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Smartlife Sefton

Supporting Recovery In Southport


Put simply Recovery is about having and building a meaningful, satisfying and contributing life and using your strengths to become all you want to be!

A person’s journey of recovery is a personal process. It is about developing a meaningful and satisfying life regardless of a condition or diagnosis. Recovery-identifying, using and developing your skills and talents to become all you want to be and do all you want to do!

Specialist treatment like therapy and medication may be important but it is only a small part of the story. Everyone's journey of recovery is individual and uniquely personal – there is no formula, but there does appear to be three things that are critical:

  • HOPE - Recovery is impossible without hope. Relationships are key in supporting and fostering hope. It is difficult to believe in yourself if everyone around you thinks you will never amount to very much. When you find it hard to believe in yourself and your possibilities you need others to believe in you and hold on to hope for you.
  • CONTROL - Recovery involves taking back control. This may involve taking control of your life and destiny and finding purpose, meaning and direction in life, deciding what is important to you and finding new dreams and ambitions. It may also include taking control of your own recovery and self-care and working out ways of managing problems so they don’t get in the way of you pursuing your goals and deciding what help and support you need to pursue your ambitions.
  • OPPORTUNITY - Recovery is impossible without opening-up opportunity for a life beyond addiction. Doing the things that give your life value such as meaningful occupation, work, and participation in community life and leisure activities.

Recovery is About:

  • Living Hopefully.
  • Taking Control Over Your Problems and Your Life.
  • Pursuing Your Dreams and Ambitions.

Recovery Involves:

  • Building A New Sense of Self, Meaning and Purpose.
  • Growing Within and Beyond What Has Happened to You.
  • It Is a Journey of Discovery… 
  • You Are More Than Your Diagnosis.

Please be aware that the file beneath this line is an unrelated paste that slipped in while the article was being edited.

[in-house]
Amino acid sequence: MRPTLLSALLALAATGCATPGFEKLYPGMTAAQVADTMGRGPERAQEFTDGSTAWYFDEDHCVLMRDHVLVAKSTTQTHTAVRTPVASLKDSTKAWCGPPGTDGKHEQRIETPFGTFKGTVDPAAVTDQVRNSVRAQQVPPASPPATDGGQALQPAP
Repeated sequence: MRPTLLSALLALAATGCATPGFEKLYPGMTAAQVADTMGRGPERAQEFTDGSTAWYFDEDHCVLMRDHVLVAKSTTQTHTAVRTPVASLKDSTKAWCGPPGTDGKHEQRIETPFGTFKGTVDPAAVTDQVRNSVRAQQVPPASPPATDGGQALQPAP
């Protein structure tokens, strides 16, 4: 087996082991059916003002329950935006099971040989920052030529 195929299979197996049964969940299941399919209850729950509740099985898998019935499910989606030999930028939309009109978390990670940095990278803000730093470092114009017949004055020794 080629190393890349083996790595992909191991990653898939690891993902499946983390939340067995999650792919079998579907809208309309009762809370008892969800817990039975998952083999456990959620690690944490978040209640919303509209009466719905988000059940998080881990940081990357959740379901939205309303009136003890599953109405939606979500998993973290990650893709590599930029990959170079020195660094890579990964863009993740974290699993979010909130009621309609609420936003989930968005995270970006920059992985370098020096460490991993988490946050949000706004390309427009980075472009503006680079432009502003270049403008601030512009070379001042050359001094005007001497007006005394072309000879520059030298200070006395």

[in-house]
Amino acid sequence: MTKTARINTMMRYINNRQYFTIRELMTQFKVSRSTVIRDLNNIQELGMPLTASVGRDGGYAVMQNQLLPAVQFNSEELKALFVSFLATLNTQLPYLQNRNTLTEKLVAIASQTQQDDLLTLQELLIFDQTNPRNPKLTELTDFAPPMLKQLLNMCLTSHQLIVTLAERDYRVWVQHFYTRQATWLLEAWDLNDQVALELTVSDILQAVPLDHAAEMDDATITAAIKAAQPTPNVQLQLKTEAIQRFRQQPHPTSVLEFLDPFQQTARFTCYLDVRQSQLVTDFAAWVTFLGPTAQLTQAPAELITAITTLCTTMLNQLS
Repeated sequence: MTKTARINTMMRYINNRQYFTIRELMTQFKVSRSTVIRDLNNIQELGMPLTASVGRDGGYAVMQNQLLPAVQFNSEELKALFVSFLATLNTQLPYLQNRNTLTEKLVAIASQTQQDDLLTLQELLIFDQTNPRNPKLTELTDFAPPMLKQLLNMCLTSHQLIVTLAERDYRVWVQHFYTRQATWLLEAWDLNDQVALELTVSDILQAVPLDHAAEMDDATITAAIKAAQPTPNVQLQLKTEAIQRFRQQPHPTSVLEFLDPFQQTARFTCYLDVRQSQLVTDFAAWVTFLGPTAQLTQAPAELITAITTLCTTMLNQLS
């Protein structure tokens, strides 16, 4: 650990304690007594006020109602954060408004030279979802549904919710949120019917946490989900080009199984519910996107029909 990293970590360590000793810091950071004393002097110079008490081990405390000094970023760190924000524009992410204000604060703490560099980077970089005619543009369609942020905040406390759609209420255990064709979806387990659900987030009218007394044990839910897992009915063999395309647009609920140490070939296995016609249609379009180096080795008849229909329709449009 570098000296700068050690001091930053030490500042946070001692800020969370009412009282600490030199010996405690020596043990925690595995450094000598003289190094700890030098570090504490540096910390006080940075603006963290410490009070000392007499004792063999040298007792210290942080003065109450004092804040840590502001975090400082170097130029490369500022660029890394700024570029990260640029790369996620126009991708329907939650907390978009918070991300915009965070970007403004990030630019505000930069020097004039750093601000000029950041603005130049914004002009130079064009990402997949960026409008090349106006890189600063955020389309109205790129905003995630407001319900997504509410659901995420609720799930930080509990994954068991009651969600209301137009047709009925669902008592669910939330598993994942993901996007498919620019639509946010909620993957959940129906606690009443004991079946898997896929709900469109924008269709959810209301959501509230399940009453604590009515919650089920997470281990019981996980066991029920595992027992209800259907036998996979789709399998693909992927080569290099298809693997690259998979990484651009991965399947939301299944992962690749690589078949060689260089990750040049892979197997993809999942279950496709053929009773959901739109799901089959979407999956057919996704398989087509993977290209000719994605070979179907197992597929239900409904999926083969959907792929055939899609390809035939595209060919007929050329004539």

• You Are the Expert.
  • You Don’t Need to Rely on Services and Professionals.
  •  Your Journey Continues After Services.
  • Your Experiences Are Not Totally Negative.

12 Things That Mess Up RECOVERY

  1. Believing addiction to one substance is the only problem.
  2. Believing sobriety will fix everything. Recovery begins with breaking the bonds of addiction. But this is only the first step on a long journey. Recovery is ultimately about recovering our spiritual, or true, self.
  3. Pursuing recovery with less energy than pursuing addiction. We should pursue recovery with the same tenacity and enthusiasm that we had when we were drinking or using other drugs.
  4. Being selectively honest. Recovery requires rigorous honesty. Nothing less will work. We are as sick as we are secretive. Recovery is like a salvage operation…we are recovering our lost self.
  5. Feeling special and unique. Humility is the spiritual foundation of recovery. To feel worthy, we do not need to be unique. People who do best in recovery are those who surrender and follow suggestions.
  6. Not making amends. To develop a strong spiritual foundation for recovery, it is essential that we accept full responsibility for our harmful and hurtful behaviour and that we attempt to repair the damage that we have caused in our relationships with family, friends and loved ones.
  7. Using a Recovery Program to try to become perfect. Most of our life has been spent trying to be perfect. This has been a fruitless goal. Instead we need to learn how to become more human.
  8. Confusing Self-Concern with Selfishness. Self-concern is different from selfishness. It does not exclude others; it is inclusive. Part of our self is concerned with cooperating with and pleasing others. These desires are natural and healthy, when they are balanced with personal integrity.
  9. Playing futile self-improvement games. Recovery requires honesty. Playing games with ourselves is dishonest and doesn’t address our problems. It is instead a sophisticated strategy to avoid dealing with our problems. Avoidance is ultimately destructive to the process of recovery.
  10. Not getting help for relationship troubles. Dysfunctional relationships are one of the top three causes of relapse.
  11. Believing that life should be easy. Life is difficult. The sooner we are initiated into this reality, the sooner we learn how to deal with life on its terms rather than waste our time looking for the easy way.
  12. Using a Recovery Program to handle everything. Recognising our need for additional help is an indication that we are working a good program.
Smartlife Sefton

Smartlife Sefton